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The Language of Love

The Language of Love

Language of love propitiation

Last week’s article mentioned 1 John 4:10: “In this is love, not that we have loved God but that he loved us and sent his Son to be the propitiation for our sins.”

‘Propitiation’ is not a common word in the world in which we live today. It’s one of those words we might hear from time to time in an old hymn or Bible reading but that’s about all. And yet it is a wonderful word. It is like a facet of a diamond that reveals something of the light of God’s love to us. And there are other words that fall into the same category.

God is light (1 John 1:5) and light by its very nature will not live with darkness, indeed light will extinguish darkness. God’s holiness burns against all that is unholy. This is bad news for sinful men and women such as us. But the good news is that God is also love. And in his love he sent his Son to be the propitiation for our sins. We might say that Christ propitiated God in that he turned his righteous anger away from us by standing in our place. Propitiation then has the idea of appeasing a holy God for sins committed. Christ’s atoning sacrifice satisfied God’s just anger at our sins, this is propitiation.

This may seem very primitive to people with no real concept of holiness or glory. But for those who have met with God it is truly wonderful. Consider the response of Isaiah (Isa 6:5) or John (Rev 1:17) to the glory of the Lord’s presence. In his righteousness God cannot and will not ignore sin, and yet in his love -in his Son- he took the punishment for our wrongdoing.

Expiation is another of these old gospel words. It focuses on the impact of Christ’s sacrifice on the sins themselves. They are washed away “as far as the east is from the west” and we, therefore, are washed clean in him. The prefix ‘ex’ means ‘out’ or ‘away’ in Greek. Our sins have been taken out and thrown away, never to be dredged up again.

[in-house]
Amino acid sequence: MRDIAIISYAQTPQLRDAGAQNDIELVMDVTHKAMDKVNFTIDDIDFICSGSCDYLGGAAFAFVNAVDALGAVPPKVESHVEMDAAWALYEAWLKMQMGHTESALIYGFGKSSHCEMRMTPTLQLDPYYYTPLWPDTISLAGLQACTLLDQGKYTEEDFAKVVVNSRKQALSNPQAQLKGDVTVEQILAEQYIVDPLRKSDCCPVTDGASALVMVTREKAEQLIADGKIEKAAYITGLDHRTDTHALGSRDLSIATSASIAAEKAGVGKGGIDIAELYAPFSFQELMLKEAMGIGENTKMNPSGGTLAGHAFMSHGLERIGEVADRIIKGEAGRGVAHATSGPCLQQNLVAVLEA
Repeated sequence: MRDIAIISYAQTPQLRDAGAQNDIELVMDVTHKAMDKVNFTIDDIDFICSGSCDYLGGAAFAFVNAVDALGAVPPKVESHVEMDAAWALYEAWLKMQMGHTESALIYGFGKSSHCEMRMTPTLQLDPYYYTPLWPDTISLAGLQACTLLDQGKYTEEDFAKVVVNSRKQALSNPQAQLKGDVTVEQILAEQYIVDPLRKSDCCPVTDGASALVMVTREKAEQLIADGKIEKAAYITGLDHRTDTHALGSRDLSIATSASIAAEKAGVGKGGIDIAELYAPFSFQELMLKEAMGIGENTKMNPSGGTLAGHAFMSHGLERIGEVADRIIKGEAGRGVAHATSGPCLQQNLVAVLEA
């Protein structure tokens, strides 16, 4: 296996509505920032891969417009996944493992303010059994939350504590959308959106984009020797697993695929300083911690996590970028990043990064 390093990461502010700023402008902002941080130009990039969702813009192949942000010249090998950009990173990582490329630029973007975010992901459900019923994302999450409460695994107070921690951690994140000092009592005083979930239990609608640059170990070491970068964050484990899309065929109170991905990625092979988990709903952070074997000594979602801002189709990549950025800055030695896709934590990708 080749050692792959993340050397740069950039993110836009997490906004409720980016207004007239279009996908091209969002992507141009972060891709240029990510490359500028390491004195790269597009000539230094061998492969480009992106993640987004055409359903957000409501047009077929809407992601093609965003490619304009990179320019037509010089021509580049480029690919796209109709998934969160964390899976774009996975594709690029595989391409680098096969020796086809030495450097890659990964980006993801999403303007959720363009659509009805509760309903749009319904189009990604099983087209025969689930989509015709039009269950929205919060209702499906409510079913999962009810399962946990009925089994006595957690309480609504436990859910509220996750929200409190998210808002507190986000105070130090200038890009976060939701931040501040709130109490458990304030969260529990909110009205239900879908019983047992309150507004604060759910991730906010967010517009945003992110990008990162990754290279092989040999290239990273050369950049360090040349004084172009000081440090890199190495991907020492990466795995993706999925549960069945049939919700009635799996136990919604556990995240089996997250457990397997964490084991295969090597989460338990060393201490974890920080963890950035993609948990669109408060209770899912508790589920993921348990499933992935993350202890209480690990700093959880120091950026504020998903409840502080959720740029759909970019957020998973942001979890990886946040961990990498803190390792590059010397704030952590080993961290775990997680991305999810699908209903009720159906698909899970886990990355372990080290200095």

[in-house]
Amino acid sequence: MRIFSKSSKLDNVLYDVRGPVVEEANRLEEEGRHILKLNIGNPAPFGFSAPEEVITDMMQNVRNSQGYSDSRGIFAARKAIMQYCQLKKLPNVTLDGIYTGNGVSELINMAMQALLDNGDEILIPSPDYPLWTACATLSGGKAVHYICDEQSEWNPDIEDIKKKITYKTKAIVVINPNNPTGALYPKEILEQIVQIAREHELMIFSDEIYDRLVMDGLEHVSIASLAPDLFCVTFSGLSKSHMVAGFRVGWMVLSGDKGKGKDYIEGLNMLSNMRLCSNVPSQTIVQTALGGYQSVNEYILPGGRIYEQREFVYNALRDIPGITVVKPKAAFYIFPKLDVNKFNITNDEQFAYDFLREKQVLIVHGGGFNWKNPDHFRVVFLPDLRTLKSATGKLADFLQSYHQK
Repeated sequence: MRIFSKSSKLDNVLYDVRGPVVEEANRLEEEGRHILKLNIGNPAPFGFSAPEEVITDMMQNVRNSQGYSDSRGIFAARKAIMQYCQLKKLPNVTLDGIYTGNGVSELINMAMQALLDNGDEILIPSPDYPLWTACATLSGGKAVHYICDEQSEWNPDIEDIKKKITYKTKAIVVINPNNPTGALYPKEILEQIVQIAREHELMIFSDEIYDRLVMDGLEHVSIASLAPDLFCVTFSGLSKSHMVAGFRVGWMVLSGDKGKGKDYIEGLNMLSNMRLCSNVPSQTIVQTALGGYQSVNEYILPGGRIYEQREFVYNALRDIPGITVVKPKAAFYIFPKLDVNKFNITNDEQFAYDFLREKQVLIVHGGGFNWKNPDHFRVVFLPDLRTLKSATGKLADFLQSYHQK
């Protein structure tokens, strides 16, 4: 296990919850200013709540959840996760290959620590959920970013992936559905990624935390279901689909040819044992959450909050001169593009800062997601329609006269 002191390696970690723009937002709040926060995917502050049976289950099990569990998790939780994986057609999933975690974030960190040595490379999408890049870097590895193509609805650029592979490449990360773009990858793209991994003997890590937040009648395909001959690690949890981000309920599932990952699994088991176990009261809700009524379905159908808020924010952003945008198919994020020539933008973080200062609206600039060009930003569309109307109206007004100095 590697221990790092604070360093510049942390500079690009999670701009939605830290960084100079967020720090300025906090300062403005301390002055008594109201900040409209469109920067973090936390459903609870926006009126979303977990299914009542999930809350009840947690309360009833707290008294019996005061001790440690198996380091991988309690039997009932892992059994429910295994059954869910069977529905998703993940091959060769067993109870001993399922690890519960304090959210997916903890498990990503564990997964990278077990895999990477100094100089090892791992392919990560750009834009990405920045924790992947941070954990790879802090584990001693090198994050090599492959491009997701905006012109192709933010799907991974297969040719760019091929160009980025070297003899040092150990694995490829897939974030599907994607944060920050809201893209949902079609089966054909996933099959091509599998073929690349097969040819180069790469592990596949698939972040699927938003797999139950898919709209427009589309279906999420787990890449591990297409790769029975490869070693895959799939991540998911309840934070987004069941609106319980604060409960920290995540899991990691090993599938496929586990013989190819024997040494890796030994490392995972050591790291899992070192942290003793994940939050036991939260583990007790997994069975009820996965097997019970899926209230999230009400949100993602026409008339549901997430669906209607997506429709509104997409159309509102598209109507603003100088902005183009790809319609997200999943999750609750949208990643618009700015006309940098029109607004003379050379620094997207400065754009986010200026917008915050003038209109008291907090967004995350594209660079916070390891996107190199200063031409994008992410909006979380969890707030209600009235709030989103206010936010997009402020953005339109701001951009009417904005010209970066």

“When Satan tempts me to despair, and tells me of the guilt within.
Upward I look and see him there, who made an end of all my sin.”

What a joy this doctrine should be for those who struggle to forgive themselves for sins committed long ago. Also for those who feel unclean having been sinned against- victims of abuse are often left feeling impure, suffering for the sins of others. If you are in Christ Jesus, you are fully and forever clean and pure in the eyes of God!

Both propitiation and expiation are pictured in the sin offering commanded by God in Leviticus 16. One goat was sacrificed ‘for the LORD’, its blood a powerful picture of the seriousness of sin. The high priest would then press both hands onto the head of the other goat, the ‘scapegoat’, and confess the sins of Israel. The scapegoat would be sent into the wilderness symbolically carrying with it the sins of the people. RC Sproul says:

“The sin offering, then, offered the Apostles a profound understanding of the death of Christ. While the blood of bulls and goats could never take away sins (Heb 10:4), the blood of Jesus the God-man, shed on the cross and applied by the Spirit to those who trust in Him, cleanses sinners from their sins. The thorns pressed onto His brow, an image of humanity’s cursed estate (Gen 3:18) were but a token of His bearing the weight of His people’s guilt on His head, further demonstrating that He endured our fiery judgement to provide us with true expiation.”

It is through faith in Jesus Christ that we find propitiation (a sufficient sacrificial sin offering) and expiation (the washing away of our sins.)

Praise the God of all creation;
Praise the Father’s boundless love;
Praise the Lamb, our expiation,
Priest and King enthroned above;
Praise the Fountain of salvation,
Him by whom our spirits live;
Undivided adoration
To the One Jehovah give!